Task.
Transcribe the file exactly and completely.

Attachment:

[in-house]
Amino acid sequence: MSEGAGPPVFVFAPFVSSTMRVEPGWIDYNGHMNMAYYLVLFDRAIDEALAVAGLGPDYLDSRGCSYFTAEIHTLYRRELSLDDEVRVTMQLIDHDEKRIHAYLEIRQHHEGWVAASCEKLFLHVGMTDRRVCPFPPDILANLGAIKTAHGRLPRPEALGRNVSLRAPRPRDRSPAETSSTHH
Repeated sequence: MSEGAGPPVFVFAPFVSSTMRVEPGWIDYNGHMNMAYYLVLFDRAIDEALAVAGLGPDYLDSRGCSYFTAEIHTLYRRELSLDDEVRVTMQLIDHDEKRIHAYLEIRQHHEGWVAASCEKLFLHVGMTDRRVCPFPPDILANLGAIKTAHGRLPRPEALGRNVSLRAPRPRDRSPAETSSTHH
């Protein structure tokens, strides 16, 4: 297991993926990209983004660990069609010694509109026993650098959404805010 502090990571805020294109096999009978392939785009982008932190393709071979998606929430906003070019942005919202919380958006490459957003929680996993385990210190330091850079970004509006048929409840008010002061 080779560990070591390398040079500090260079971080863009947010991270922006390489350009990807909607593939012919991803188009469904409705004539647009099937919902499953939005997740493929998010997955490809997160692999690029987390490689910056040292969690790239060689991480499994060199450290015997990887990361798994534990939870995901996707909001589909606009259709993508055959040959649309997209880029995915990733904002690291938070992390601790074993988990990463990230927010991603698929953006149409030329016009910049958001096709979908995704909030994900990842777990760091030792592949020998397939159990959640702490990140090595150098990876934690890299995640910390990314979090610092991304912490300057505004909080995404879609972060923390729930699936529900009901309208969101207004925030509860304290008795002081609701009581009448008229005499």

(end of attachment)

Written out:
[in-house]
Amino acid sequence: MSEGAGPPVFVFAPFVSSTMRVEPGWIDYNGHMNMAYYLVLFDRAIDEALAVAGLGPDYLDSRGCSYFTAEIHTLYRRELSLDDEVRVTMQLIDHDEKRIHAYLEIRQHHEGWVAASCEKLFLHVGMTDRRVCPFPPDILANLGAIKTAHGRLPRPEALGRNVSLRAPRPRDRSPAETSSTHH
Repeated sequence: MSEGAGPPVFVFAPFVSSTMRVEPGWIDYNGHMNMAYYLVLFDRAIDEALAVAGLGPDYLDSRGCSYFTAEIHTLYRRELSLDDEVRVTMQLIDHDEKRIHAYLEIRQHHEGWVAASCEKLFLHVGMTDRRVCPFPPDILANLGAIKTAHGRLPRPEALGRNVSLRAPRPRDRSPAETSSTHH
């Protein structure tokens, strides 16, 4: 297991993926990209983004660990069609010694509109026993650098959404805010 502090990571805020294109096999009978392939785009982008932190393709071979998606929430906003070019942005919202919380958006490459957003929680996993385990210190330091850079970004509006048929409840008010002061 080779560990070591390398040079500090260079971080863009947010991270922006390489350009990807909607593939012919991803188009469904409705004539647009099937919902499953939005997740493929998010997955490809997160692999690029987390490689910056040292969690790239060689991480499994060199450290015997990887990361798994534990939870995901996707909001589909606009259709993508055959040959649309997209880029995915990733904002690291938070992390601790074993988990990463990230927010991603698929953006149409030329016009910049958001096709979908995704909030994900990842777990760091030792592949020998397939159990959640702490990140090595150098990876934690890299995640910390990314979090610092991304912490300057505004909080995404879609972060923390729930699936529900009901309208969101207004925030509860304290008795002081609701009581009448008229005499």